COSTARS for the production were a pair of most capable and popular Actors. Second lead went to Dennis O'Keefe, who while never ascending to the heights of Star, nonetheless had been most successful in many a lesser movie and as a capable, likable of a Second Lead. His casting proved to be well done as he and Wayne performed very well together, having several great scenes together.

ADDITION of Miss Susan Hayward, on loan from 20th Century-Fox (?) to the cast gave the film a great balance on the top of the bill. The insertion of her character (or any lovely lady) into the story would almost always be cause for an example of "the Eternal Triangle." And so it was; but this was Wartime and it would be handled in such a way as to remind all that this was a time of sorrow and self-sacrifice.

REPIUBLIC spared no expense in adding to the cast in a great number of tried and true character actors in supporting roles. The task was accomplished with the employ of such names as: William Frawley (Fred Mertz and 'Bub', later on TV), Grant Withers, Chief Thundercloud, J.M. Kerrigan, Leonid Kinskey, Paul Fix (Mica), Ben Welden and many others.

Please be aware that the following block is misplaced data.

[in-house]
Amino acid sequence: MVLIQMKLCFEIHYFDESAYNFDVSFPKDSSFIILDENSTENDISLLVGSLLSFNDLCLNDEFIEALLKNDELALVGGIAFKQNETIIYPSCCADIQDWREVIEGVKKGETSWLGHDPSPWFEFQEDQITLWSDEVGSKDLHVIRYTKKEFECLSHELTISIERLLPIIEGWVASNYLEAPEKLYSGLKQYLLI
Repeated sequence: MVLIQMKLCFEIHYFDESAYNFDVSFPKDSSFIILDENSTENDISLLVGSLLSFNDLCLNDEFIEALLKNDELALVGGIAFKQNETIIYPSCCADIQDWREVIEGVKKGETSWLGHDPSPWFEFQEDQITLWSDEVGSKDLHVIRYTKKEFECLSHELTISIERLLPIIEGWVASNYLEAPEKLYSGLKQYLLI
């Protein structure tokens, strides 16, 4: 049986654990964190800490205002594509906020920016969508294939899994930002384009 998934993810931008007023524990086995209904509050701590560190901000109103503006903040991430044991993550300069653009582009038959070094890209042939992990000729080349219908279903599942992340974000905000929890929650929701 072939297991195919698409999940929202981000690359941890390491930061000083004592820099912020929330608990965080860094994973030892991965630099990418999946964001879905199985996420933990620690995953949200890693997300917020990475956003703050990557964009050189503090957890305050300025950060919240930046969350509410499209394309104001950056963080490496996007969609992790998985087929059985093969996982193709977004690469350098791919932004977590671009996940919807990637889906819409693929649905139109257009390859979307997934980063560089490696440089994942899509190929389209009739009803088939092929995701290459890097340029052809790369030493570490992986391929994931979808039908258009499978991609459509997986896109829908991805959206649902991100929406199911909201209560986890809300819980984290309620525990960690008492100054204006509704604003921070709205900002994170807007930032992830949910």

WHILE Republic gave THE FIGHTING SEABEES a much larger budget than most, they still got their money's worth in every respect; for while the movie called for a great deal more outdoor shooting on location than most any other of what they usually made in their Westerns and Serials. Their remedy was to stick to what they always did the best; that being to put their 'Thrill Factory Assembly Line" into working on the production.

THIS meant that they merely went to doing what they did best. They could use some of their own stock scenes of explosions, floods, fires and volcanic eruptions in movie after movie, without any adverse effect. These were always convincing and had served them well for years in lesser films.

THE reason because of their great Special Effects department, the scenes of train & airplane crashes or what have you, were done by the best guys in the business; being the Brothers Lydecker, Howard and Theodore. Their work was as fine as any in Hollywood and much better than in most cases. Even the 'Big 5' Studios of MGM, Paramount, 20th Century-Fox, RKO Radio and Warner Brothers all looked covetously at Republic's Special Effects team.

OUR STORY…………………Following the events of December 7, 1941 the need to have an all military construction unit; as the Imperial Japanese Armed Forces had no respect for unarmed civilian workers who were employed in building air strips, military compounds, etc., all throughout the Philippines and other locales in the South Pacific, They waste not a frame of film in giving background, the problems and the solution.

POUND for pound or rather frame for frame, we can't think of a better example of a great World War II Movie, BAR NONE!

POODLE SCHNITZ!!


3 of 3 people found this review helpful.  Was this review helpful to you?